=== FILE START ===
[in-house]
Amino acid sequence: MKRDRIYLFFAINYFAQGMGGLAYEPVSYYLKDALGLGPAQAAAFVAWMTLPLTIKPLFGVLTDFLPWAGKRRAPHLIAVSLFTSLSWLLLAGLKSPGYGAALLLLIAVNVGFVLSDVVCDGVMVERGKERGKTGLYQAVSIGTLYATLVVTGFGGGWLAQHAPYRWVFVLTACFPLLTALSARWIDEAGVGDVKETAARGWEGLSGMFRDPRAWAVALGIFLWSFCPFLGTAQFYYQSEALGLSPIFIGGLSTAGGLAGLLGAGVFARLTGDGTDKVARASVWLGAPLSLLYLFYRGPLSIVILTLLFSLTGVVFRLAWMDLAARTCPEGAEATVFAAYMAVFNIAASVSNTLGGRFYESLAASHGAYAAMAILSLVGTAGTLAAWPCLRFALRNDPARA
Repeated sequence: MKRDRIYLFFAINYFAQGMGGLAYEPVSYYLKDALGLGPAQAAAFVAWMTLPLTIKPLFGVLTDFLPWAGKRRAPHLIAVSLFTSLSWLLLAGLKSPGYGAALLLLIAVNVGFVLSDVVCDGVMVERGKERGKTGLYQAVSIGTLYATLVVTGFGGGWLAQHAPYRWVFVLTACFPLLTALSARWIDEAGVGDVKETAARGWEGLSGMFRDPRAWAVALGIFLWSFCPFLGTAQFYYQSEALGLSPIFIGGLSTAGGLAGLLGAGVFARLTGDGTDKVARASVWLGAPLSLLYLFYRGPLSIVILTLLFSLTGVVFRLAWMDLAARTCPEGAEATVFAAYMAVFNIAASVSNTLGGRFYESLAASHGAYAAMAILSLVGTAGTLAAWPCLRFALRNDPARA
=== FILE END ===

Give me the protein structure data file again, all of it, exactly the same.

[in-house]
Amino acid sequence: MKRDRIYLFFAINYFAQGMGGLAYEPVSYYLKDALGLGPAQAAAFVAWMTLPLTIKPLFGVLTDFLPWAGKRRAPHLIAVSLFTSLSWLLLAGLKSPGYGAALLLLIAVNVGFVLSDVVCDGVMVERGKERGKTGLYQAVSIGTLYATLVVTGFGGGWLAQHAPYRWVFVLTACFPLLTALSARWIDEAGVGDVKETAARGWEGLSGMFRDPRAWAVALGIFLWSFCPFLGTAQFYYQSEALGLSPIFIGGLSTAGGLAGLLGAGVFARLTGDGTDKVARASVWLGAPLSLLYLFYRGPLSIVILTLLFSLTGVVFRLAWMDLAARTCPEGAEATVFAAYMAVFNIAASVSNTLGGRFYESLAASHGAYAAMAILSLVGTAGTLAAWPCLRFALRNDPARA
Repeated sequence: MKRDRIYLFFAINYFAQGMGGLAYEPVSYYLKDALGLGPAQAAAFVAWMTLPLTIKPLFGVLTDFLPWAGKRRAPHLIAVSLFTSLSWLLLAGLKSPGYGAALLLLIAVNVGFVLSDVVCDGVMVERGKERGKTGLYQAVSIGTLYATLVVTGFGGGWLAQHAPYRWVFVLTACFPLLTALSARWIDEAGVGDVKETAARGWEGLSGMFRDPRAWAVALGIFLWSFCPFLGTAQFYYQSEALGLSPIFIGGLSTAGGLAGLLGAGVFARLTGDGTDKVARASVWLGAPLSLLYLFYRGPLSIVILTLLFSLTGVVFRLAWMDLAARTCPEGAEATVFAAYMAVFNIAASVSNTLGGRFYESLAASHGAYAAMAILSLVGTAGTLAAWPCLRFALRNDPARA